Apple, Google, RIM, Microsoft, Nokia, Palm, Linux -- who's in it for the long haul?
Two news events -- the imminent arrival of Research in Motion's (rimm) newest entry and Apple (aapl) falling behind Google (goog) in U.S. market share -- has triggered some interesting long-term thinking about where we are in the battle for smartphone supremacy.
Here's who we've been reading (while we are supposed to be on vacation):
- MG Siegler in TechCrunch: Wait, So 20 Phones On 4 Carriers Outsold 1 Phone On 1 Carrier? Shocking. The latest Canalys data from the perspective of a fierce Apple loyalist.
- Fred Vogelstein in Wired: Doing the Math on Android vs. Apple. Let's get our numbers straight, he writes. It's a battle between operating systems, and although Android is catching up to iOS, it still isn't even close.
- Tim Bray in ongoing: The Great Game. The battle today, he writes, is bigger than the computer industry ever was: "This is as fierce a concentration of R&D heat and manufacturing virtuosity and distribution wizardry and marketing mojo as humanity has ever seen."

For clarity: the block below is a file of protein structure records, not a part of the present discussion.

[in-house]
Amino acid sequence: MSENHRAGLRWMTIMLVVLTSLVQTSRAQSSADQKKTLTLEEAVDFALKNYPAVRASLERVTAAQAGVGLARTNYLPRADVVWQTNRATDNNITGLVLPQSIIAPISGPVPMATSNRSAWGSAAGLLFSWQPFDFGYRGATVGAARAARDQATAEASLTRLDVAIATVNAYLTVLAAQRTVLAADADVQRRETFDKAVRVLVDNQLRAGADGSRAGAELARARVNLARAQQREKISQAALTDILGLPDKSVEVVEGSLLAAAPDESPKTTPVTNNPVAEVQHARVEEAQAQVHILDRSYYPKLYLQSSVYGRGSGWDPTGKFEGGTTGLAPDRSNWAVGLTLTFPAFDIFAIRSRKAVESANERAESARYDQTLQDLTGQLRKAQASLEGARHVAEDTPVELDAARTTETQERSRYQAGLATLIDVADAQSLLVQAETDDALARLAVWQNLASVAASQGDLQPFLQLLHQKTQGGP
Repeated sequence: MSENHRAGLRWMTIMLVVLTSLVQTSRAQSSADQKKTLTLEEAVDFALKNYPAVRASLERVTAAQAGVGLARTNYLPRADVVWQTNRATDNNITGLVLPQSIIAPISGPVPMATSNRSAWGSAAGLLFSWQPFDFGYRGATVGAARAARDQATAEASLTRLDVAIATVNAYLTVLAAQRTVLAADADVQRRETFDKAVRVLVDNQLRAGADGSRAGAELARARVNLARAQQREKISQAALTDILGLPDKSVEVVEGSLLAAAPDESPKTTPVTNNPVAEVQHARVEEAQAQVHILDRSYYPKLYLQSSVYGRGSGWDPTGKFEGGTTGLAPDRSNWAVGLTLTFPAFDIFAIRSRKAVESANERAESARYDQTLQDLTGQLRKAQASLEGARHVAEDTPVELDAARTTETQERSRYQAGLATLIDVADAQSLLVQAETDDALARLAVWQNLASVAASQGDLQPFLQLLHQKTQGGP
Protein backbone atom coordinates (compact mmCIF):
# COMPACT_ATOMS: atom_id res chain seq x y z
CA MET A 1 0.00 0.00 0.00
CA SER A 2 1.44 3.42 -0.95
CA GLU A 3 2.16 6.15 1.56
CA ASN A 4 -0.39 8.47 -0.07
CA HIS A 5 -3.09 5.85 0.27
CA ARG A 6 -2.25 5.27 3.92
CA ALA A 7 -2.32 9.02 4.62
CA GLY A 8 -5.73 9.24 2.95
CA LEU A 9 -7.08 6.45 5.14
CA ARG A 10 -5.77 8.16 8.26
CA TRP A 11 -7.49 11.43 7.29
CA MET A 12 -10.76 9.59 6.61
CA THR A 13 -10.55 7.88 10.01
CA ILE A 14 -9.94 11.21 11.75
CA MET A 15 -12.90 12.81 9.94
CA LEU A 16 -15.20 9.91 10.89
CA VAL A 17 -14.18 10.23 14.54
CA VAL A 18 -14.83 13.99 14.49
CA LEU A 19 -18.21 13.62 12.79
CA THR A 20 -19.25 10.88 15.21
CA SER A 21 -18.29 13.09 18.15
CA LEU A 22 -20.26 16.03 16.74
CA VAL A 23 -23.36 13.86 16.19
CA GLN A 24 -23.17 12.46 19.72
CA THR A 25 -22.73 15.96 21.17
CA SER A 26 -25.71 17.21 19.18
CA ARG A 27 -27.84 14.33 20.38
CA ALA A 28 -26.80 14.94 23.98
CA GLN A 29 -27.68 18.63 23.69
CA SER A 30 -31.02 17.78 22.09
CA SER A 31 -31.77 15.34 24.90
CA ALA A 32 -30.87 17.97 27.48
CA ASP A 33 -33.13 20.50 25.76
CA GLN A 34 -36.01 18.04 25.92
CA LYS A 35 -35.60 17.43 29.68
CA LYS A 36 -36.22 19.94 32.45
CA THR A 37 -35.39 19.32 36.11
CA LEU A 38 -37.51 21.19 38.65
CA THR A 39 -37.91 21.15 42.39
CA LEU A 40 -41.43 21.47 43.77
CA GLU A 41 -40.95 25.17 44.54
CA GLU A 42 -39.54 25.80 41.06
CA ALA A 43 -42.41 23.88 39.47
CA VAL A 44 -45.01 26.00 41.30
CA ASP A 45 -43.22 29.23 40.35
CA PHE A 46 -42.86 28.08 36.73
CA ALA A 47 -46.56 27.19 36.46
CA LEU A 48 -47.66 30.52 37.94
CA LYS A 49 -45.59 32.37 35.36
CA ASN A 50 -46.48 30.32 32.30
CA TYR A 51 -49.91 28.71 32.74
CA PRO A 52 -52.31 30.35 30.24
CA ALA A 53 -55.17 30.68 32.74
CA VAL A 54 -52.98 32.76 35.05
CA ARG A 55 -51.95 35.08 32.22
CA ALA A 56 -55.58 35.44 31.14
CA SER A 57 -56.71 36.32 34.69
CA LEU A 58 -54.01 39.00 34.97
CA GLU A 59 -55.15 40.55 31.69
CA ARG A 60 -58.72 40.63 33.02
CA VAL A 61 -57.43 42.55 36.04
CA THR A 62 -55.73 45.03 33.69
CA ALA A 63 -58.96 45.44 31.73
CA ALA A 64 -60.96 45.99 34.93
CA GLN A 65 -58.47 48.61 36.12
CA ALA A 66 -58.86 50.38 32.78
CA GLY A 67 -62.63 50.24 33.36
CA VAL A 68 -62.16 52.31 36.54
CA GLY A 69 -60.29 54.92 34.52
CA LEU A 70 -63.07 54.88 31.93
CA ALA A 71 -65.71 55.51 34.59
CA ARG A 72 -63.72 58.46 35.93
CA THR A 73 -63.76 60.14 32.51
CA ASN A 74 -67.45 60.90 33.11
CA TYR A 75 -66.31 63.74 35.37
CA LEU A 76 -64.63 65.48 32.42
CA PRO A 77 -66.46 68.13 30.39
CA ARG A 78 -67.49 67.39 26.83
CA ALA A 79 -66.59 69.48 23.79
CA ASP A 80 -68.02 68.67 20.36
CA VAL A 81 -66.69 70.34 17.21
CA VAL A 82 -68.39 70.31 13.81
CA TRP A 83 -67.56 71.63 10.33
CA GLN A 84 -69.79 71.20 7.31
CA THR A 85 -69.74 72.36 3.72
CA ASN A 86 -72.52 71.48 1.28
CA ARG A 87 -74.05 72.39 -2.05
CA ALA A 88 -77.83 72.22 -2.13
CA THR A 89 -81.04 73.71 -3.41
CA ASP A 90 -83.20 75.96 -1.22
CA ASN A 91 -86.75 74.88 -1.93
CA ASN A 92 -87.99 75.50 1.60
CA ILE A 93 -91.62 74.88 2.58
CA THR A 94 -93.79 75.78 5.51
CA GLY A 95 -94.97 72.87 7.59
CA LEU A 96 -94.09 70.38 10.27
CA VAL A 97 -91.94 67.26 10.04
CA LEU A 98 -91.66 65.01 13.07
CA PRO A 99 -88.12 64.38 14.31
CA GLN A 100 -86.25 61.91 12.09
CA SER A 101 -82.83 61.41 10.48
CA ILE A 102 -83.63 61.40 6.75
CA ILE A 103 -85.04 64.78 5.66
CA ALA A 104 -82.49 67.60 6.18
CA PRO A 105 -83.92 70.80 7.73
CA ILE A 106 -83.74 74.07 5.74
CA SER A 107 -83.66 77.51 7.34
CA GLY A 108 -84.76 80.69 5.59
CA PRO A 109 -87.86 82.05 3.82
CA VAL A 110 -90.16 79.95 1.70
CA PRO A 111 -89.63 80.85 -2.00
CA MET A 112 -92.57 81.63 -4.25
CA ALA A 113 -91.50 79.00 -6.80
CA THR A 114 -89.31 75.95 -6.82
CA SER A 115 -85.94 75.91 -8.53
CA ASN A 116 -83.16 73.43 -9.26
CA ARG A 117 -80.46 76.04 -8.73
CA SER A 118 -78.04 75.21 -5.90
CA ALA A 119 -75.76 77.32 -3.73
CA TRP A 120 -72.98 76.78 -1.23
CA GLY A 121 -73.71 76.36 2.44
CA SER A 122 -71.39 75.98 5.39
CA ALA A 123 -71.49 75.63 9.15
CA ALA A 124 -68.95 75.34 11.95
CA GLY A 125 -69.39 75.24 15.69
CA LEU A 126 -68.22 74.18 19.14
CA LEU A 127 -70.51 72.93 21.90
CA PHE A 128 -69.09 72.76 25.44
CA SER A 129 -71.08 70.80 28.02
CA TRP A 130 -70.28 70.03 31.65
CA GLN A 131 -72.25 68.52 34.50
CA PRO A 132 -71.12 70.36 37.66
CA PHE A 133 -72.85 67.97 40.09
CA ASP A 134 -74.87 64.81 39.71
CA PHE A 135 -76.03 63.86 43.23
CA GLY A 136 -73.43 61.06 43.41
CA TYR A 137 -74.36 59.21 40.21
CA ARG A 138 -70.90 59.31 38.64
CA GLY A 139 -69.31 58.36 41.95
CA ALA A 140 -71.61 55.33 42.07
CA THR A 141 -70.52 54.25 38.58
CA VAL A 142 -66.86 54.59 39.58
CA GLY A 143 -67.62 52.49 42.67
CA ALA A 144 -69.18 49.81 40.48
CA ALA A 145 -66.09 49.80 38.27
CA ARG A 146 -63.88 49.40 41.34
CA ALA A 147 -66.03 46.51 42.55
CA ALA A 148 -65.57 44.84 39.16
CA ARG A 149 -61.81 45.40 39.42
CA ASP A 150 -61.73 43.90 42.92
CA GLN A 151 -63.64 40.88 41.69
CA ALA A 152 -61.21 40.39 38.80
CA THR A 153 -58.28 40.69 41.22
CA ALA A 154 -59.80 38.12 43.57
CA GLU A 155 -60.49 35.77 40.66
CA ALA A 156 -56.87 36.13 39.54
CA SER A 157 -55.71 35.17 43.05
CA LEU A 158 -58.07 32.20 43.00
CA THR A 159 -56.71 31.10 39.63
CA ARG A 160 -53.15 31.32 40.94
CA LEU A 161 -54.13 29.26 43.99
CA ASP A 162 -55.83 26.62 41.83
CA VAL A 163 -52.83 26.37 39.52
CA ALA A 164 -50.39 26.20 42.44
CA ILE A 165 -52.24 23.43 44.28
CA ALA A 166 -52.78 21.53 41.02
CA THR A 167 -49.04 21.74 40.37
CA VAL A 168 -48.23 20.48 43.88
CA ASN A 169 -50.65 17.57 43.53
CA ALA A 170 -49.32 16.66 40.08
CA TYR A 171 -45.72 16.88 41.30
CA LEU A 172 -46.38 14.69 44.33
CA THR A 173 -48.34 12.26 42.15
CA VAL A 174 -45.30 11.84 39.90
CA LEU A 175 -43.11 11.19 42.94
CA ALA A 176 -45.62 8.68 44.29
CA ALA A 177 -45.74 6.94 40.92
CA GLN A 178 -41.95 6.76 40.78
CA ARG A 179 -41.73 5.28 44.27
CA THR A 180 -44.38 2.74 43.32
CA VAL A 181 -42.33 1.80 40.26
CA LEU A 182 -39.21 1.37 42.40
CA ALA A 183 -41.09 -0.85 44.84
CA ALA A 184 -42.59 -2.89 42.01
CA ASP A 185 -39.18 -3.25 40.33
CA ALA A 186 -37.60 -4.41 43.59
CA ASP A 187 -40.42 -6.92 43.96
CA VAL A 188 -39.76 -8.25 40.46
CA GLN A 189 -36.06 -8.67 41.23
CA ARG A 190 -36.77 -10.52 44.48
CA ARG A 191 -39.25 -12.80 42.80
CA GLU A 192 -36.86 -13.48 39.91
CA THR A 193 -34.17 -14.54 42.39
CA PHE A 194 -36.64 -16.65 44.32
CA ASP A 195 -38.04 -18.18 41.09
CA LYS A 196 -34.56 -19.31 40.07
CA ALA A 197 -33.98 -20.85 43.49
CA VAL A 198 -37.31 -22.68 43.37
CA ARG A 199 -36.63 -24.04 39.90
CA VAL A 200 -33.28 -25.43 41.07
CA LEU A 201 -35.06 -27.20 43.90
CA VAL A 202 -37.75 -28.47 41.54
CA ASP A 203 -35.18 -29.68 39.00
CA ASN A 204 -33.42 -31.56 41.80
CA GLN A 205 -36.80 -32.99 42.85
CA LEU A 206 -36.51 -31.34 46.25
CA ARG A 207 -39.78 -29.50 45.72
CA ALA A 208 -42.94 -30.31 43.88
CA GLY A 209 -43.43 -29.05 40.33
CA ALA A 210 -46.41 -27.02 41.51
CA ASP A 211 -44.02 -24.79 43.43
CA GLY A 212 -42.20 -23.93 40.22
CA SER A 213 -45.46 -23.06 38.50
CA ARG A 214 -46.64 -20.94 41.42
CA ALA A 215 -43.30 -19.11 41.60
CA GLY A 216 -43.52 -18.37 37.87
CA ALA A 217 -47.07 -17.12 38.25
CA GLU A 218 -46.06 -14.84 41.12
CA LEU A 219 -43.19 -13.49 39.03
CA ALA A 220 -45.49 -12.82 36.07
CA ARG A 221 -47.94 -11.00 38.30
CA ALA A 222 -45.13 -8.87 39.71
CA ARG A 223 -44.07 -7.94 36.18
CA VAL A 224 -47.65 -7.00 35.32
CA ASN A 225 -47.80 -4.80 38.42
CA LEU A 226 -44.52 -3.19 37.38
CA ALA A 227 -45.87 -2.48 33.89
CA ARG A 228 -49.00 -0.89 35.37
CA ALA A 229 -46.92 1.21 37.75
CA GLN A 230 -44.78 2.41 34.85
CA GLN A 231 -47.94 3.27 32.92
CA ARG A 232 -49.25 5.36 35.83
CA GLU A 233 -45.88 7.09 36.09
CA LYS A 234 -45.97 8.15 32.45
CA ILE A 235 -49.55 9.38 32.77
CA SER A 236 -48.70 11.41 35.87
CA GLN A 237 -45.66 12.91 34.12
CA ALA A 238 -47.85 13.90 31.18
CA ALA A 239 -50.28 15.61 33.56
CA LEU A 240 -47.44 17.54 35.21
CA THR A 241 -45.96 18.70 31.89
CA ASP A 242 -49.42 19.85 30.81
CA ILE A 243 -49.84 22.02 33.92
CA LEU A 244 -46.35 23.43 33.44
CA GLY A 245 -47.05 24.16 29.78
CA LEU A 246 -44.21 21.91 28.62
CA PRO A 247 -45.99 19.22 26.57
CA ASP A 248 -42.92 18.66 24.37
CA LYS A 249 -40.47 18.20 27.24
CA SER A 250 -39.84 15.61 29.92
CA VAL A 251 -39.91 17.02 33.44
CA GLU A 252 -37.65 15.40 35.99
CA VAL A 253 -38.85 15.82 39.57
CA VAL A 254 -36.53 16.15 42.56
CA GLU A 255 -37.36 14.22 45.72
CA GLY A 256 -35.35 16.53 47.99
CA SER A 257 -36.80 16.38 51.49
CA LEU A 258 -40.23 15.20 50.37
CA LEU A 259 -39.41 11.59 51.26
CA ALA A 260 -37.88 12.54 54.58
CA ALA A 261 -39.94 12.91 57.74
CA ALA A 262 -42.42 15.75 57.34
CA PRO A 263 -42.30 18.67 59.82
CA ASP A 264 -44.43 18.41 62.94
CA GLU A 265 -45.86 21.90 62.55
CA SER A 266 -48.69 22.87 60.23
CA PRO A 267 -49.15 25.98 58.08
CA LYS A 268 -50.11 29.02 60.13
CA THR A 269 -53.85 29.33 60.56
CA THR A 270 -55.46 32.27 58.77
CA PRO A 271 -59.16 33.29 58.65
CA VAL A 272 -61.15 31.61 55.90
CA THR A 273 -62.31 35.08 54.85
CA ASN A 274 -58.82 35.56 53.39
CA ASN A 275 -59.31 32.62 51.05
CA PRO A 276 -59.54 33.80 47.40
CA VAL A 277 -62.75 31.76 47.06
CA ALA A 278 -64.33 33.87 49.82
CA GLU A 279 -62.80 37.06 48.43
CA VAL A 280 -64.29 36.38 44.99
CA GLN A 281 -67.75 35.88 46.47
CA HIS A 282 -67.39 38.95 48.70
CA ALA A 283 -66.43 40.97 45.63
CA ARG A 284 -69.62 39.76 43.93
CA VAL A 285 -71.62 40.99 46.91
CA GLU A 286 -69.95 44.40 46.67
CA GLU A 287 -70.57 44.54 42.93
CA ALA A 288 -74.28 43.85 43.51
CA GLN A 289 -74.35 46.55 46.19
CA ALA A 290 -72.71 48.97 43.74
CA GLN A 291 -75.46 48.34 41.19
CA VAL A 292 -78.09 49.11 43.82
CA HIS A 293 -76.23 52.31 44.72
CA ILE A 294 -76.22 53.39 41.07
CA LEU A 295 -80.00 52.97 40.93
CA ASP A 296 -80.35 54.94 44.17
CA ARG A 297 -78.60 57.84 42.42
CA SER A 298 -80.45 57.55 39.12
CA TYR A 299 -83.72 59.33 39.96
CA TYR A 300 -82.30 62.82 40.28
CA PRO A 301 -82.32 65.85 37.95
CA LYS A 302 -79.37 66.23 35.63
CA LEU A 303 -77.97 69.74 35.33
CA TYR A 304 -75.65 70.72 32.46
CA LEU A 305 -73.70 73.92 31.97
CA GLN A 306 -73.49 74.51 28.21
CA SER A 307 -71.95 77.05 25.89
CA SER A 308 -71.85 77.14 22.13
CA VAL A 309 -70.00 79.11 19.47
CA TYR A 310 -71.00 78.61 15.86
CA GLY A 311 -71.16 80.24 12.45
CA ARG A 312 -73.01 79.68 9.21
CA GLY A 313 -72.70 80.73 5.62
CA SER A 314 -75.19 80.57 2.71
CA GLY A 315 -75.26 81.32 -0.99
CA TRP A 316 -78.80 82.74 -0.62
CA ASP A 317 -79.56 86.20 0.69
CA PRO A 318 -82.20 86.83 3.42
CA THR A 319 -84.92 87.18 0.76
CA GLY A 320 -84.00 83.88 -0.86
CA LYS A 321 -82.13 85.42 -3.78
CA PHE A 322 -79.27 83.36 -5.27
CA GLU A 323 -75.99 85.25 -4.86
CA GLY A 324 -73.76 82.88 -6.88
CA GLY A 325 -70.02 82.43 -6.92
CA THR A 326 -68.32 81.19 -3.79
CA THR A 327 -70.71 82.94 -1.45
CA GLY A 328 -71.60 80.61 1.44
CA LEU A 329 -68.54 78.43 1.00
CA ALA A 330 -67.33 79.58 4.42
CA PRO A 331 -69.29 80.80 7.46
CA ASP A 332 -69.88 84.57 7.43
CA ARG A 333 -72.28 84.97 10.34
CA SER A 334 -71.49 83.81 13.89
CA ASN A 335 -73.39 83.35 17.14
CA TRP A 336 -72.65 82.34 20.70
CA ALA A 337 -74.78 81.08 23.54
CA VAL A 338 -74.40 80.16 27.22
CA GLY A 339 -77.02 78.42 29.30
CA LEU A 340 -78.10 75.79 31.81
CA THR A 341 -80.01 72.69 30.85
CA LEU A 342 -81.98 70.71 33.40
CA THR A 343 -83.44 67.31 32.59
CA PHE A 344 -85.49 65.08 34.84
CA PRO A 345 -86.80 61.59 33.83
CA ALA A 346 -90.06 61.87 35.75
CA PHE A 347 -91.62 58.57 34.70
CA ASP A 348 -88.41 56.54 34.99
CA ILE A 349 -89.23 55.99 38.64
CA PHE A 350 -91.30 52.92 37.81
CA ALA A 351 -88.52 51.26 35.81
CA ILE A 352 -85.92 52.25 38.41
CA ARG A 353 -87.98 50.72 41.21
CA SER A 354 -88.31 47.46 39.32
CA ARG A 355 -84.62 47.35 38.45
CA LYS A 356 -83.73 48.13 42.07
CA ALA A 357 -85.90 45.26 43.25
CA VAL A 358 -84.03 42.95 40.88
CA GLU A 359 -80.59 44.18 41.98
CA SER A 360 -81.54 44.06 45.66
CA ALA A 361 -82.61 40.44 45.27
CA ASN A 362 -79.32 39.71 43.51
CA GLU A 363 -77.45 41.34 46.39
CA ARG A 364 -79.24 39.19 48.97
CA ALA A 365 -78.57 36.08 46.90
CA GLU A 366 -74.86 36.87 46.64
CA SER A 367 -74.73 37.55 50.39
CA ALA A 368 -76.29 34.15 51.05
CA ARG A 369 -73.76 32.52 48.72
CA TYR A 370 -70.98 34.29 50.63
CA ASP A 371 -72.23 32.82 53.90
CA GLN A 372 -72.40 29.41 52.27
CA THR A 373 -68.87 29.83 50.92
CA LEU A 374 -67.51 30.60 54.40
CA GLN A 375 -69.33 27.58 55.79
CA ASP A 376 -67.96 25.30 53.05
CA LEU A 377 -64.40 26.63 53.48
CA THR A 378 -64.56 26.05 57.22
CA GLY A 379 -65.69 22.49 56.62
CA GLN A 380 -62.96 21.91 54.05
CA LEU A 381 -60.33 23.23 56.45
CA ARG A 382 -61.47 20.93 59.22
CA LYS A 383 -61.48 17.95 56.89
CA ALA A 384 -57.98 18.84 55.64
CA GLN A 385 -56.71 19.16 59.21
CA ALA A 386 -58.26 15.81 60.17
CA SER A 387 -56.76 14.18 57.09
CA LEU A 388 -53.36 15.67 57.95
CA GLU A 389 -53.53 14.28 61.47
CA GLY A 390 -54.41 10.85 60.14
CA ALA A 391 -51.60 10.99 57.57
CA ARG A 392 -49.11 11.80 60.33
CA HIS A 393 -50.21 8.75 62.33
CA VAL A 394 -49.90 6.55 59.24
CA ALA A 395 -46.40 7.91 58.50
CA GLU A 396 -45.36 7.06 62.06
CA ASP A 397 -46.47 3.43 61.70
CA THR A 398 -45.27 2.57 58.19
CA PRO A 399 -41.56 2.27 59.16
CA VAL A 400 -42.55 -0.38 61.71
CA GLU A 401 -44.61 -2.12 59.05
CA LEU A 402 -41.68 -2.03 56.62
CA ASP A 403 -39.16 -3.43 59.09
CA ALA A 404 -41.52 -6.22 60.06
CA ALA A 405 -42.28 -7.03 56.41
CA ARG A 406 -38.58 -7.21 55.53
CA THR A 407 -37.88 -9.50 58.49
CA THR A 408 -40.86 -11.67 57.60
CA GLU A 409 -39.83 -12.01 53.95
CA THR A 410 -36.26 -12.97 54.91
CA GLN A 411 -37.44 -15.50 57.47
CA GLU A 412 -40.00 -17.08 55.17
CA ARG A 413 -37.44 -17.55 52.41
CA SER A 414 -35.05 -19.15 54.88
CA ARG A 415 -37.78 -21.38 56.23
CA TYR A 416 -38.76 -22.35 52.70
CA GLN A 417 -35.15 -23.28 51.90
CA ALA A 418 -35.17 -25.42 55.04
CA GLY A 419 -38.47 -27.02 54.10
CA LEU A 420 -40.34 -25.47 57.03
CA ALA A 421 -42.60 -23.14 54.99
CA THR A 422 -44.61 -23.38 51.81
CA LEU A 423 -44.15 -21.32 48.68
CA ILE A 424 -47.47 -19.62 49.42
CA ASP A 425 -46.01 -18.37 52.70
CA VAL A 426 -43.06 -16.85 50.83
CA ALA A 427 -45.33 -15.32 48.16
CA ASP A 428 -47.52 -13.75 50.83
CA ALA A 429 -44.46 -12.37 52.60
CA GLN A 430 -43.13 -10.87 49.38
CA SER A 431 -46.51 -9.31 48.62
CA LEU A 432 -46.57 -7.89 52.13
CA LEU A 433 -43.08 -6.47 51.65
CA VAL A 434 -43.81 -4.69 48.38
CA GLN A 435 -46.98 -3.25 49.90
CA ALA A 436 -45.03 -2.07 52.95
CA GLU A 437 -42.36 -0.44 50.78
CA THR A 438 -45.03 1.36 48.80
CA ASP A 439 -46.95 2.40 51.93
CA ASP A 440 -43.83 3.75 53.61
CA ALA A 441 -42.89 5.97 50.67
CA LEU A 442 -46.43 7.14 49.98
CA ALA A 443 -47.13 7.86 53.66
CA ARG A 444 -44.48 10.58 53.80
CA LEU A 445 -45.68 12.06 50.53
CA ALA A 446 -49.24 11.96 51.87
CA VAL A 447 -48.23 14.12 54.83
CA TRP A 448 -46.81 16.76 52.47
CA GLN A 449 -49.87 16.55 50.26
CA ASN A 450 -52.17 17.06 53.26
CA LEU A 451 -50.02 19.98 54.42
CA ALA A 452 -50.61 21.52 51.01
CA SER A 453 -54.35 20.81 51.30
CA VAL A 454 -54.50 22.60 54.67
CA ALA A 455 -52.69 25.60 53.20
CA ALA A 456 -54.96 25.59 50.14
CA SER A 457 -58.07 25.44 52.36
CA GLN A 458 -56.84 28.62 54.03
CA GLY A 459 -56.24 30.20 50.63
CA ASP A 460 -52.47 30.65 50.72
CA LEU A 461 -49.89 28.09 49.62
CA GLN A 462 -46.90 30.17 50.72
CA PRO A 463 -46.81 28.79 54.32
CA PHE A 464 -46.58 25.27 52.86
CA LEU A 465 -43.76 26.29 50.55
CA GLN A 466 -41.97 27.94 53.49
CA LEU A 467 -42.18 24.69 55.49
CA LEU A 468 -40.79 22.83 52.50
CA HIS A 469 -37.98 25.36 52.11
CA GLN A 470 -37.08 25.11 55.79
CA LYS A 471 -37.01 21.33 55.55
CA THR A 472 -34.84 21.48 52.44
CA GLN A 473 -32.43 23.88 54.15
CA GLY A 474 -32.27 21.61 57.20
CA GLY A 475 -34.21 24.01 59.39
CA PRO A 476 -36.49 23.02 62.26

- Tomi Ahonen in Communities Dominate Brands: Understanding Smartphone Market Share? Battle not for phones, is for platform! If you step even further back and look at the global smartphone market in terms of platforms, you can't write off Nokia (nok) and Microsoft (msft). A sample of Ahonen's long and provocative piece below the fold:
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"The iPhone is a blip on the radar and is meaningless in the long war for the OS. We have recently seen newcomers join the battle, but there was a time when Microsoft's Windows Mobile powered 3 out of every 10 smartphones. There was a time when Palm was the world's second bestselling smartphone. There are new rivals today, but the smartphone was invented by Nokia. The giant of smartphones, when Palm challenged it was Nokia. Palm died in that contest. The giant when Microsoft challenged for the smartphone market was Nokia. Microsoft lost its 2nd place and is today lingering in 5th place. The giant when RIM challenged for it, was Nokia. RIM growth has stalled and is now on a plateau or even declining. The giant when Apple challenged it, was Nokia. Apple's iPhone reached its peak market share in 2009 and is now in decline. Now the newest challenger is Android." (link)
[Follow Philip Elmer-DeWitt on Twitter @philiped]